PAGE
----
HomeBlogAbout UsWorkContentContact Us


Default Photograph Names

Most of us own a digital camera; most likely you have a couple of them (plus a smartphone or two that takes pictures!) Over the last couple of years youíve probably accumulated hundreds, or possibly thousands, of digital photographs.


IMG_0123.JPG and IMG_0124.JPG do these names sound familiar?*

By default, digital cameras start off with a base filename and increment a post-pended number with each exposure.


*Another popular prefix is DSC and your hard drive might be full of images that look like DSC_0123.JPG

If youíre like me, you never bother to change any of your camera parameters; you simply snap-away then drag-n-drop the files off to your computer for storage and/or to the cloud. (Typically at random intervals, or maybe at the end of a vacation or trip).

Even after Iíve download images to my computer, I very rarely rename any of the files, so my computer has many duplicated image filenames.

When you purchase a new camera, images typically start being recorded with the filename IMG_0001.JPG and increase from there.

Distribution of filenames

I was curious if other people did a similar lazy thing, so this afternoon I did a quick search on flickr for usage of filenames in the format IMG_XXXX.JPG There are quite a lot of them!

It seems that even semi-professionals and passionate amateurs donít often rename their submissions.

Then, I became more curious about the distribution of filenames.

How many are labeled IMG_0001.JPG how many are labeled IMG_0002.JPG … ?

Do people upload all their photos, or just their ‘good’ ones?

If they upload all of them, then the quantity of photos per filename should decrease as the filenumber increases – If there is no IMG_0099.JPG then there will not be an IMG_0100.JPG from the same upload).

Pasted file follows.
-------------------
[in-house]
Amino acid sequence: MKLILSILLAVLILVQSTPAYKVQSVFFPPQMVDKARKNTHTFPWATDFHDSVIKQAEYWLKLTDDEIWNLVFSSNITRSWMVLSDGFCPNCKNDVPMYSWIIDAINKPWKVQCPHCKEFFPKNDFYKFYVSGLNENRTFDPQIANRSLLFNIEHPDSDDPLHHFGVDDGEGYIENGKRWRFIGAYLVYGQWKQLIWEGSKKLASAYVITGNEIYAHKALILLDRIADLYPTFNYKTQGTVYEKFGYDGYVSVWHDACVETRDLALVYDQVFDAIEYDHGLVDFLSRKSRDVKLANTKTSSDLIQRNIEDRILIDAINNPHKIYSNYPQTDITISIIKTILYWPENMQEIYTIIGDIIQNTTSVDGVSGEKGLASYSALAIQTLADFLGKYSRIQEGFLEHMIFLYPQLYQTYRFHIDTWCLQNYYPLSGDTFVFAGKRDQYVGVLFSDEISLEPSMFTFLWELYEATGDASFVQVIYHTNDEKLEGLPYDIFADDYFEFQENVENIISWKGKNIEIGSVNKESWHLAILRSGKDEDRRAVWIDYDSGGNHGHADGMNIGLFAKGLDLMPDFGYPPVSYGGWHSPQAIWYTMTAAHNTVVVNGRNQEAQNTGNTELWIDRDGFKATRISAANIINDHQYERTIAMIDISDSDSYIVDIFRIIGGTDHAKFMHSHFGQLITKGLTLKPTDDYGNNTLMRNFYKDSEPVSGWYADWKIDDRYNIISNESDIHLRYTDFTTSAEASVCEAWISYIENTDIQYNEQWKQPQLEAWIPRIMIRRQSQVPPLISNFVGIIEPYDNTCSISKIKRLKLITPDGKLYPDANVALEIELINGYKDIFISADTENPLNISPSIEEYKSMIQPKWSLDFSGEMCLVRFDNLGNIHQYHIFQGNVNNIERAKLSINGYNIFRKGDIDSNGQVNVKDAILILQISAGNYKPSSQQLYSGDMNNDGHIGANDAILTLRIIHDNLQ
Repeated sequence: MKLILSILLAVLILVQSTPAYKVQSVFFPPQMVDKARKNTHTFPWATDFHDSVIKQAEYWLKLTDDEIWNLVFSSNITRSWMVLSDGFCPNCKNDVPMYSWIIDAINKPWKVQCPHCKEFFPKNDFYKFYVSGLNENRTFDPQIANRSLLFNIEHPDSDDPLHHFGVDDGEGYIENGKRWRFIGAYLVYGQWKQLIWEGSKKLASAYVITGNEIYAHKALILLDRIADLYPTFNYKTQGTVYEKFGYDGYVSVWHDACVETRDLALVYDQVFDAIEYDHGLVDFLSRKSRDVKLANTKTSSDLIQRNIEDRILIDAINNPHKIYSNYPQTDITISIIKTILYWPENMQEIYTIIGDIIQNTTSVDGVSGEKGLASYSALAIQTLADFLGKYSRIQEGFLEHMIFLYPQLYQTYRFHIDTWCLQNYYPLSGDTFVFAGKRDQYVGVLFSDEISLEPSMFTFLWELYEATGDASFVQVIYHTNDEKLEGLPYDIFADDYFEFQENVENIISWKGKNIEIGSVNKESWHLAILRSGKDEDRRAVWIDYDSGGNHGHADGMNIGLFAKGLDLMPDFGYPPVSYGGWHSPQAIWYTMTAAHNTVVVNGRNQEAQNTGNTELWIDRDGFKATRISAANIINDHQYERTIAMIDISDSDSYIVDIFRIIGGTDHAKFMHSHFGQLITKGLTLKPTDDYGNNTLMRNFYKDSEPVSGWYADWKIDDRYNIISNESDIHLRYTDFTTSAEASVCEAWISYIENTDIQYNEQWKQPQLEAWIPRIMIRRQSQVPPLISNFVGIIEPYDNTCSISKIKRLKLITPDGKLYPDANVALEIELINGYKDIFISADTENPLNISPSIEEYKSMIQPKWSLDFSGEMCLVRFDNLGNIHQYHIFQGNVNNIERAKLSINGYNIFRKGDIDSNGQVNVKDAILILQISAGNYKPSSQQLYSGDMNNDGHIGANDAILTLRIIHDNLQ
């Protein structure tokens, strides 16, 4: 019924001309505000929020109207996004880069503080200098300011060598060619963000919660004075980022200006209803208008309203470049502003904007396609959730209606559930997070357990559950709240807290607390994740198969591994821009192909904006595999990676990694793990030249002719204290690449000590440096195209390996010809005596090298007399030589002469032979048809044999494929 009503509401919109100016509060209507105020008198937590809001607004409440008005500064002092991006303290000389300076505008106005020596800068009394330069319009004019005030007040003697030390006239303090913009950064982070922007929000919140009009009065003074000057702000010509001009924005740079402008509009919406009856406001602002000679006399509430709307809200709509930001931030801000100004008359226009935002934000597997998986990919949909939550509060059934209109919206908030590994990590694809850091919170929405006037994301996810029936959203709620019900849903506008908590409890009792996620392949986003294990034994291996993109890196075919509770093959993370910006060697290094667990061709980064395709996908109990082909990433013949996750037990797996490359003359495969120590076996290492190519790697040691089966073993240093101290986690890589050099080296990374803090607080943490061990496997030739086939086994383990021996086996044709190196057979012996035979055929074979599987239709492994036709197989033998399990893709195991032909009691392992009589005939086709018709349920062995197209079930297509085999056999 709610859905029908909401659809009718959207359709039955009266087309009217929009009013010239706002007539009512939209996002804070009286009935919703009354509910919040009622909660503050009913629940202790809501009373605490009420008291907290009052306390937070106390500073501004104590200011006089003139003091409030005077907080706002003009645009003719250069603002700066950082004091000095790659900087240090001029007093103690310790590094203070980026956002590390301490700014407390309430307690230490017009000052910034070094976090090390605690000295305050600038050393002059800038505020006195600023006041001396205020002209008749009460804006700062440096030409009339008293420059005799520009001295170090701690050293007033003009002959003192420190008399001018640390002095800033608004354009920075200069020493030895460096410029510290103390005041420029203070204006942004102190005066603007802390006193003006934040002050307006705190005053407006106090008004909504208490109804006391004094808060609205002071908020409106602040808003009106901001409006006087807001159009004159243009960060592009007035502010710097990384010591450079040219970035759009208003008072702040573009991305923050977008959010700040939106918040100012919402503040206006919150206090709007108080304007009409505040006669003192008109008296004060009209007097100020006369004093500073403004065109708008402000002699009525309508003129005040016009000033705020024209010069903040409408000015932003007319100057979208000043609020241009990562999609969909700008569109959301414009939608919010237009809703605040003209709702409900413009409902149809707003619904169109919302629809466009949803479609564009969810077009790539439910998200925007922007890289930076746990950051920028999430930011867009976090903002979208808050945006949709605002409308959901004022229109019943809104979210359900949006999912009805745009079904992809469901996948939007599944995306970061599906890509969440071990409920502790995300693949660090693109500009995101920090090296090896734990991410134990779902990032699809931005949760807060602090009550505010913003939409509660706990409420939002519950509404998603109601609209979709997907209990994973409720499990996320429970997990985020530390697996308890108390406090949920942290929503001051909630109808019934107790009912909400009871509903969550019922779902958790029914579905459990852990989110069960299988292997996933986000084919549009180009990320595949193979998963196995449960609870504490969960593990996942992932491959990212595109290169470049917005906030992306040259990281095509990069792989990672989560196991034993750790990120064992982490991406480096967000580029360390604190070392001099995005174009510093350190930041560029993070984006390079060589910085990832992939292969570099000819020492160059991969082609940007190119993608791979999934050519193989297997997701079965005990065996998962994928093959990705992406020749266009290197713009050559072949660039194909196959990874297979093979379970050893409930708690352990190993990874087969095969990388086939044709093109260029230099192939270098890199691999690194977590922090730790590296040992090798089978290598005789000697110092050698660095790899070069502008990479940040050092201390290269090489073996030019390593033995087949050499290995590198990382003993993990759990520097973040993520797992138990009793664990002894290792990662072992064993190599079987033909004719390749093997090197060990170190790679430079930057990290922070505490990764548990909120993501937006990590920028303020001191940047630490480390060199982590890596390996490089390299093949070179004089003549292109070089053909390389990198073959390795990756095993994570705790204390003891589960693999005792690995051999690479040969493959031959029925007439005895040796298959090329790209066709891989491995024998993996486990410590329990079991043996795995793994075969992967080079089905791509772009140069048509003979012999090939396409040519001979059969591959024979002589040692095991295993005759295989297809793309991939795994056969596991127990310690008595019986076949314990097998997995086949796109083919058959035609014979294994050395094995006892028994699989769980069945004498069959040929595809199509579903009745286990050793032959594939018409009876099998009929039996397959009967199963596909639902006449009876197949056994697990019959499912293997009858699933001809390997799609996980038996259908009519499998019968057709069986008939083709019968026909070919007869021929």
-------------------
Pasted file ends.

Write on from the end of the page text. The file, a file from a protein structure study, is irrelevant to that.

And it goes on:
Working against this is the fact that, whilst many cameras reset their filenumber back to 0000 after transfer, many have the option to make the current filenumber the programming equivalent of a STATIC variable and remember it even after the current images are transferred and removed (so only rolling around and repeating filenames after 10,000 images have been taken).

My curiosity about this led me to compose a couple of lines of code to script some requests to the search page on flickr and record the reported number of images matching. I obtained the number of images stored on the service for all filenames from IMG_0001.JPG to IMG_9999.JPG

The number of matching images is displayed as part of the search results, and automation is our friend.


10k data points are a lot to plot as a histogram, but I want to represent all the data I've plotted it all here are best I can as a line chart.

It's a beautiful logarithmic decay, with a couple of glitches.

(I've included close-ups of each glitch below, and highlighted them on the right)

The first glitch occurs at IMG_0532.

I'm stumped as to the cause of this one. I can think of nothing significant about this number, and why photographs with this filenumber occur with a frequency 30% higher than numbers directly either side! Outside of some indexing issue on the flickr server I'm at a loss. If anyone knows (or would like to speculate a reason), drop me an email and I'll be happy update this article.  UPDATE - See end of article 

The next glitch occurs at IMG_1000 where there is a slight fall. As this number is a round number I can speculate that people might want to rename this particular file. It's a much smaller glitch than the previous, being just an 8% deviation from the curve.

  IMG_0532      IMG_1000 

There's a very interesting ‘lump’ between the range 20072012. Obviously this represents the images that people have renamed to a year because of significance of the image taken in that year. The peak of the lift is over 50% higher than the surrounding curve.